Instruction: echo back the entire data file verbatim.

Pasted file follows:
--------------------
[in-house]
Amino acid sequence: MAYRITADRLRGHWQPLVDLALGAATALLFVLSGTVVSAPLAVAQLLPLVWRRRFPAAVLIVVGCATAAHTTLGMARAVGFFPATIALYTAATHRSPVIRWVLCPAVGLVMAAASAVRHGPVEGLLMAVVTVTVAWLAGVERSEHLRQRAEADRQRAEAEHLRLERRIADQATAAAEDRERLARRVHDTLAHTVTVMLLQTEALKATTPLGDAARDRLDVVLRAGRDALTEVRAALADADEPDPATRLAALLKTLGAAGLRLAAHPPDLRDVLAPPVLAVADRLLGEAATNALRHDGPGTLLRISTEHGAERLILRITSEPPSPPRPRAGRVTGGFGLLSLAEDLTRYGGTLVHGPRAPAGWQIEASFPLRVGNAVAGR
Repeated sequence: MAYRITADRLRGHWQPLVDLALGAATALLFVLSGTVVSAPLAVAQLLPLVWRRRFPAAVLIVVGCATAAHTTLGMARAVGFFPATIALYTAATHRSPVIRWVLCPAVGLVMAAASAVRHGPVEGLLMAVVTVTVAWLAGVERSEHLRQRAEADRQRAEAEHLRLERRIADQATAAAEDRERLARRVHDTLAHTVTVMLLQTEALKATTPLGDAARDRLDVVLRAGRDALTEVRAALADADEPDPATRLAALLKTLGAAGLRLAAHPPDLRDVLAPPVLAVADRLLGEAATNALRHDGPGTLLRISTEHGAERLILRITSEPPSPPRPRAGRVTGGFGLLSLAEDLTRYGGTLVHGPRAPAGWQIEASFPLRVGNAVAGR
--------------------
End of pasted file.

[in-house]
Amino acid sequence: MAYRITADRLRGHWQPLVDLALGAATALLFVLSGTVVSAPLAVAQLLPLVWRRRFPAAVLIVVGCATAAHTTLGMARAVGFFPATIALYTAATHRSPVIRWVLCPAVGLVMAAASAVRHGPVEGLLMAVVTVTVAWLAGVERSEHLRQRAEADRQRAEAEHLRLERRIADQATAAAEDRERLARRVHDTLAHTVTVMLLQTEALKATTPLGDAARDRLDVVLRAGRDALTEVRAALADADEPDPATRLAALLKTLGAAGLRLAAHPPDLRDVLAPPVLAVADRLLGEAATNALRHDGPGTLLRISTEHGAERLILRITSEPPSPPRPRAGRVTGGFGLLSLAEDLTRYGGTLVHGPRAPAGWQIEASFPLRVGNAVAGR
Repeated sequence: MAYRITADRLRGHWQPLVDLALGAATALLFVLSGTVVSAPLAVAQLLPLVWRRRFPAAVLIVVGCATAAHTTLGMARAVGFFPATIALYTAATHRSPVIRWVLCPAVGLVMAAASAVRHGPVEGLLMAVVTVTVAWLAGVERSEHLRQRAEADRQRAEAEHLRLERRIADQATAAAEDRERLARRVHDTLAHTVTVMLLQTEALKATTPLGDAARDRLDVVLRAGRDALTEVRAALADADEPDPATRLAALLKTLGAAGLRLAAHPPDLRDVLAPPVLAVADRLLGEAATNALRHDGPGTLLRISTEHGAERLILRITSEPPSPPRPRAGRVTGGFGLLSLAEDLTRYGGTLVHGPRAPAGWQIEASFPLRVGNAVAGR